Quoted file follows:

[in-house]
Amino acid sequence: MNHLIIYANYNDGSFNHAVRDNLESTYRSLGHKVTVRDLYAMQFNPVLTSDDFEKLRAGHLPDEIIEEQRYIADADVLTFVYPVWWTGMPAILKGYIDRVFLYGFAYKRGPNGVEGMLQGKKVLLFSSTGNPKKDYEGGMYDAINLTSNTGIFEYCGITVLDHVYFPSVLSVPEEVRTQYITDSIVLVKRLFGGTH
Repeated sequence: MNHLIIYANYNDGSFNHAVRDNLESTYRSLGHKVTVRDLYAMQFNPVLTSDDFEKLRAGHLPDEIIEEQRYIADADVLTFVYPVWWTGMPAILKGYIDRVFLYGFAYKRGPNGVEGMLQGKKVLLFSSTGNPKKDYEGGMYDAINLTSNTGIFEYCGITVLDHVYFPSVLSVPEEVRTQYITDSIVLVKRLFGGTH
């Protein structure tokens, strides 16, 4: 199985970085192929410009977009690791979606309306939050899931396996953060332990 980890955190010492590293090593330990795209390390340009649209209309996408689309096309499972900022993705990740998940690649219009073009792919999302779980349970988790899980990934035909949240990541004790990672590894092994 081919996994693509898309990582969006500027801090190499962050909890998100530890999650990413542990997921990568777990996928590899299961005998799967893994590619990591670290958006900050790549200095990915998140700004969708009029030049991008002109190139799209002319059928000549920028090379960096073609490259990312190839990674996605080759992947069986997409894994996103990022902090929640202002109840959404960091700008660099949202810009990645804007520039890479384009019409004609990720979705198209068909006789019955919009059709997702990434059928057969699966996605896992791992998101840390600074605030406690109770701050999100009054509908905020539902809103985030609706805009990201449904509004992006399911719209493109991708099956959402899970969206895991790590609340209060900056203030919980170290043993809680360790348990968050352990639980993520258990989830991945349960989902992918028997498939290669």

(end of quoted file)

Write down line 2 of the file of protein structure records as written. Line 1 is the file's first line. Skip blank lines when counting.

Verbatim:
Amino acid sequence: MNHLIIYANYNDGSFNHAVRDNLESTYRSLGHKVTVRDLYAMQFNPVLTSDDFEKLRAGHLPDEIIEEQRYIADADVLTFVYPVWWTGMPAILKGYIDRVFLYGFAYKRGPNGVEGMLQGKKVLLFSSTGNPKKDYEGGMYDAINLTSNTGIFEYCGITVLDHVYFPSVLSVPEEVRTQYITDSIVLVKRLFGGTH